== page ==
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On Second Anniversary Of ‘Presidential Coup,’ Tunisians Continue Resistance

Above Photo: Tunisian President Kais Saied.

President Kais Saied, despite enjoying absolute power for the last two years, has done little to improve the economic and social situation.

The people struggle with high inflation, poverty, unemployment, and acute shortages of basic food items. Meanwhile, he has concentrated power and repressed opposition

June 25 marked two years since Tunisian President Kais Saied virtually took over the country in what has come to be called a ‘Presidential coup.’ Over the past two years, he has sought to reshape the state to fit his own vision. Notably missing in this project has been the people of Tunisia. Two years later, Tunisia has a new constitution and a new parliament but these were ‘approved’ despite intense opposition from political parties and civil society and extremely poor participation from the people.

In a statement released on the anniversary of the Saied’s takeover, the Workers’ Party of Tunisia said that two years later, “the country is on the verge of bankruptcy and is suffering from increasing dependence: very heavy indebtedness, an unprecedented trade deficit, double or close to double-digit inflation, continuous disintegration of production systems etc.” The party noted that this had led to general unemployment, extreme poverty, irregular migration, tens of thousands of people leaving the country, and the scarcity of basic materials, including bread.

On July 25, 2021, President Saied unilaterally dissolved the Tunisian parliament and dismissed the prime minister along with the entire cabinet, accusing them of misgovernance and incompetence which he said was the cause for the country’s declining economic situation and social and political crisis. In the subsequent period, he took further measures to consolidate power.

In September 2021, he  announced his intention of amending the Tunisian constitution of 2014 which was adopted after the country’s 2011 revolution, and said he would hold general elections based on the new constitution. These decisions were met with widespread criticism and opposition nationwide. In February 2022, he dismissed the powerful Supreme Judicial Council, one of the few remaining checks on the president’s power, and replaced it with a new council. Notably, the president gave himself power to appoint judges to the new council. He also banned judges from taking part in any collective action such as strikes or protests.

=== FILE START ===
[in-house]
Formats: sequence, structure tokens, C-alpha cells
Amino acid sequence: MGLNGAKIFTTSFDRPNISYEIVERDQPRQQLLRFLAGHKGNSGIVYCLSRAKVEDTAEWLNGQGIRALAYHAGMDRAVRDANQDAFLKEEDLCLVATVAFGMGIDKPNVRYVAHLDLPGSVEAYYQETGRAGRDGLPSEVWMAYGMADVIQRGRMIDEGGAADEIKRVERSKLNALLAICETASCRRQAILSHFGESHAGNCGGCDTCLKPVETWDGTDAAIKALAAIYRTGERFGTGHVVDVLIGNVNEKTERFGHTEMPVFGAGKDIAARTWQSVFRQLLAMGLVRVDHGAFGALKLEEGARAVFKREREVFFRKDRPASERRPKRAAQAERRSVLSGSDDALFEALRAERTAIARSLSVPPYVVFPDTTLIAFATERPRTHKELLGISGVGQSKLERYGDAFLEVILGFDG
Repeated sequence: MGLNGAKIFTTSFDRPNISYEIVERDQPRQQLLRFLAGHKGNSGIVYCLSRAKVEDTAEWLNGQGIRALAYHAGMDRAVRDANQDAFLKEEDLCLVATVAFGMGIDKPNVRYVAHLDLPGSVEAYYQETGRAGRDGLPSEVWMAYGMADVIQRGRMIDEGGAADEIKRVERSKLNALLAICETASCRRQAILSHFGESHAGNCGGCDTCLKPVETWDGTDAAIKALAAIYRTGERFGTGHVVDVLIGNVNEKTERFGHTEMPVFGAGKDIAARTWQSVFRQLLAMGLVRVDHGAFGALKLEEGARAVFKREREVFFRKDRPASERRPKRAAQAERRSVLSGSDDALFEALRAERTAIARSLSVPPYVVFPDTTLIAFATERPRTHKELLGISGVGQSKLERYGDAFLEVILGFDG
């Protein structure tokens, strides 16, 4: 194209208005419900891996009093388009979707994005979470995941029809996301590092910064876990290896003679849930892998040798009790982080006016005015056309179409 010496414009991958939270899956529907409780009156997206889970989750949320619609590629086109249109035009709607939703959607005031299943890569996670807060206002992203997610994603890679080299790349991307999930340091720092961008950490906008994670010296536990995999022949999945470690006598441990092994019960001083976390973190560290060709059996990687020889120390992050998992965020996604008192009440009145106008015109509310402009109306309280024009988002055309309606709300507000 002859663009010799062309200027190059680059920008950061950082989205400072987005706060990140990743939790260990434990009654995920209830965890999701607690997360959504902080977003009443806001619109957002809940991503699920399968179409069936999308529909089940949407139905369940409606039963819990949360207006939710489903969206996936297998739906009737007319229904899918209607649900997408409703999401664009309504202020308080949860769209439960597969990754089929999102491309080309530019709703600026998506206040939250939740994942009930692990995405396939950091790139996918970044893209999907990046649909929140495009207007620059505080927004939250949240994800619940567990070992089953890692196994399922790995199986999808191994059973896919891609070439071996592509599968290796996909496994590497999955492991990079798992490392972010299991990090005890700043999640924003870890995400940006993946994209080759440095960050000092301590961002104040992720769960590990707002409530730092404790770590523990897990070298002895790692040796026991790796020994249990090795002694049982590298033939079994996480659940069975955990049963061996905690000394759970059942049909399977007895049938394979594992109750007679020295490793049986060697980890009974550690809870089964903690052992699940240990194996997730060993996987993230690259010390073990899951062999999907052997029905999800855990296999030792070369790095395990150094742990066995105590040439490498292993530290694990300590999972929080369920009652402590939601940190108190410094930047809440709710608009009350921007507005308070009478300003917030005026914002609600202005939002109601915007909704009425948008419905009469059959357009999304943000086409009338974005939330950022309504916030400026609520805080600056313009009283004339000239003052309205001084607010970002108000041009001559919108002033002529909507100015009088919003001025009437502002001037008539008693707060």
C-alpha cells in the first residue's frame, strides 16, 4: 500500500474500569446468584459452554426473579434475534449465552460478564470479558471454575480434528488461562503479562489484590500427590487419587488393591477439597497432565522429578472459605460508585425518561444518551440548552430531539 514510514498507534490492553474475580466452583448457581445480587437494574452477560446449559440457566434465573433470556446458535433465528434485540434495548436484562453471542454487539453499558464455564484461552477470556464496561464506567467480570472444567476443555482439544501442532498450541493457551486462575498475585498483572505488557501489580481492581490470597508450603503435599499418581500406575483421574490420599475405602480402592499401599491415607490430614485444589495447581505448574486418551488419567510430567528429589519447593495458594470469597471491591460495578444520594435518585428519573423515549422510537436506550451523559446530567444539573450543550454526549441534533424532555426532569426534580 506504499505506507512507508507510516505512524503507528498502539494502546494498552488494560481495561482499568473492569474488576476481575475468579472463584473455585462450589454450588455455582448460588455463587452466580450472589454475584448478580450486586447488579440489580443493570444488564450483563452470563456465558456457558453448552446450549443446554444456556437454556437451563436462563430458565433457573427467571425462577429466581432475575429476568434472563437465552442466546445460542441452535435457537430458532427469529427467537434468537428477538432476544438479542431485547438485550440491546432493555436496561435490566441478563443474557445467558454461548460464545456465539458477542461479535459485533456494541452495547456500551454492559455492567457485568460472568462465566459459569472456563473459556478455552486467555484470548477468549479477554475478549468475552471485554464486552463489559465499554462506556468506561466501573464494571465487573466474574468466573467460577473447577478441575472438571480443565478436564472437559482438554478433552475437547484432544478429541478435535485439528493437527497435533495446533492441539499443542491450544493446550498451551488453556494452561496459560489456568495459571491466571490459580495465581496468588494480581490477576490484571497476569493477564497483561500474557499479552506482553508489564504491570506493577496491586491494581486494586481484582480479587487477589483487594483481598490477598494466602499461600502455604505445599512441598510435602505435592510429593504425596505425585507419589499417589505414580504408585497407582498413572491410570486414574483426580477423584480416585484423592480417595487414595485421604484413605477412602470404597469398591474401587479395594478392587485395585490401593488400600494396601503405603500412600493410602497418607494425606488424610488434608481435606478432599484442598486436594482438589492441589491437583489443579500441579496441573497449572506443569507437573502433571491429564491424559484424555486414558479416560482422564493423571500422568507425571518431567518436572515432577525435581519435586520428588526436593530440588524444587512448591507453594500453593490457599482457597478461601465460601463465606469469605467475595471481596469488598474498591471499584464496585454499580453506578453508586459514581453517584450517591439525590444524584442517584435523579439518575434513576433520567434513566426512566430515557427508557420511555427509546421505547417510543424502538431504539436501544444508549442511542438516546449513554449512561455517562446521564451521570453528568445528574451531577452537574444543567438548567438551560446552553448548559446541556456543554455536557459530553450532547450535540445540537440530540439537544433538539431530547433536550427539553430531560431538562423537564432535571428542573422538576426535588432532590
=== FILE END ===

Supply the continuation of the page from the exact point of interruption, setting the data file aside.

In July 2022, after a consultation process which was largely boycotted, Tunisia held a referendum for a draft constitution which saw a meager 30% participation. The government claimed that 94% percent of those who voted approved the new constitution. The general elections that took place in December based on the new constitution recorded an even lower voting percentage of 8.8%, primarily because of a massive boycott call from opposition parties and civil society groups. In the end, parties aligned with the president won a seemingly scripted and staged election. In the aftermath of the election, the country continues to be in economic doldrums and the Tunisian people continue to battle economic hardships. The government’s only solution seems to be loans from foreign governments and financial organizations, which are accompanied by debilitating austerity measures such as budget cuts. Faced with a pervasive crisis, Kais Saied has scapegoated migrants from sub-Saharan countries and has accepted funds from the European Union for controlling migration.

It its statement, the Workers’ Party said the Kais Saied regime, like the governments that had preceded it, had nothing to do with the revolution or the interests of the people but was pushing the country towards collapse and that the most affected by the situation were the people of all classes and groups who were paying the price with their blood. It also noted the repression of politicians, media professionals, and trade unionists, among others. The party said that the there is no solution to the dilemmas faced by Tunisia, except through the conscious and organized struggle against populism and other right-wing forces that Tunisians faced before and after the mass uprising of 2011. “The radical solutions for Tunisia and its people is nothing but new options that completely break with dependency, tyranny, and corruption and establish a people’s democracy that restores sovereignty to the people and the homeland,” the statement added.

On Tuesday, hundreds of Tunisians also protested in capital Tunis to mark two years of the presidential coup. Around 300 protesters took part in the demonstration organized by the opposition National Salvation Front formed in the aftermath of the presidential takeover. The protesters condemned the recent arrests and detention of around 20 opposition, media, and business figures and demanded their immediate and unconditional release. Those detained have since been charged with conspiring against state security, terrorism, and other similar charges.

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